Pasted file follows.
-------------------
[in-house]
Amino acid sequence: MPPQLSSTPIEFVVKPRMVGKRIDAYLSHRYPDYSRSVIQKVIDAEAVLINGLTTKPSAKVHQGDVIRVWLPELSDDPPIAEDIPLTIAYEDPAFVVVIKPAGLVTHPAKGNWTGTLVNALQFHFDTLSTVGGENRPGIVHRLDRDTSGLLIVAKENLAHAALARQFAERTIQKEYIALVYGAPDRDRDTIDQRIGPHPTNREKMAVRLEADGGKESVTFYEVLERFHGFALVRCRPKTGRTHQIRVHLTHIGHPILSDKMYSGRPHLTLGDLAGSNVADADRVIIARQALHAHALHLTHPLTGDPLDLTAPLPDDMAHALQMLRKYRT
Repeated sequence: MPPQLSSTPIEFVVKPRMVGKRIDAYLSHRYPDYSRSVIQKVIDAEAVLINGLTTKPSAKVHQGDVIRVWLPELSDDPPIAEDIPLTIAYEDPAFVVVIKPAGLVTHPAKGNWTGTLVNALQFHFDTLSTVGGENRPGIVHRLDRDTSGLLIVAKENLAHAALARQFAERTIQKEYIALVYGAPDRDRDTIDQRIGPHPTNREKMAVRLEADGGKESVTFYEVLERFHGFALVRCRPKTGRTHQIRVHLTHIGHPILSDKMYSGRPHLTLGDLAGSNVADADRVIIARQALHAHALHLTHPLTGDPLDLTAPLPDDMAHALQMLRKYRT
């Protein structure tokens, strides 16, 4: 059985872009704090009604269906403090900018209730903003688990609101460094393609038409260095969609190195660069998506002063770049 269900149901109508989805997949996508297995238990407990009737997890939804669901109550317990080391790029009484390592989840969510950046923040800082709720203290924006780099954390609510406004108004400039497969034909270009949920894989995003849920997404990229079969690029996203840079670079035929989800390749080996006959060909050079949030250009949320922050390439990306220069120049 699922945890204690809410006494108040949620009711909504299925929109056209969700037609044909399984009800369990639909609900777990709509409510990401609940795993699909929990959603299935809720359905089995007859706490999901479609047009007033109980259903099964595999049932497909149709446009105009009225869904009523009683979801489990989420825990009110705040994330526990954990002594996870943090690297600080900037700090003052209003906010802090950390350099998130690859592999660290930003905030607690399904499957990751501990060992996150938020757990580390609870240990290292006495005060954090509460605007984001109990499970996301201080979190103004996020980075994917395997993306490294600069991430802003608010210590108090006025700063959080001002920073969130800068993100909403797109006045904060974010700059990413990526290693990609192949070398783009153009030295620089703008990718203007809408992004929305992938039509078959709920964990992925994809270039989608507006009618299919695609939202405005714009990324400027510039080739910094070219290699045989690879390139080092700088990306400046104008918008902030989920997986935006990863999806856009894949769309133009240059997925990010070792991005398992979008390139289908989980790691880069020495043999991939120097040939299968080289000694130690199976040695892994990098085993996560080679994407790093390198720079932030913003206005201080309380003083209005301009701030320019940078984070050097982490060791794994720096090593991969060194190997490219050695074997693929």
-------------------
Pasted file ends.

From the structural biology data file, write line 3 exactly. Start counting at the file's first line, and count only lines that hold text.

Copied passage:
Repeated sequence: MPPQLSSTPIEFVVKPRMVGKRIDAYLSHRYPDYSRSVIQKVIDAEAVLINGLTTKPSAKVHQGDVIRVWLPELSDDPPIAEDIPLTIAYEDPAFVVVIKPAGLVTHPAKGNWTGTLVNALQFHFDTLSTVGGENRPGIVHRLDRDTSGLLIVAKENLAHAALARQFAERTIQKEYIALVYGAPDRDRDTIDQRIGPHPTNREKMAVRLEADGGKESVTFYEVLERFHGFALVRCRPKTGRTHQIRVHLTHIGHPILSDKMYSGRPHLTLGDLAGSNVADADRVIIARQALHAHALHLTHPLTGDPLDLTAPLPDDMAHALQMLRKYRT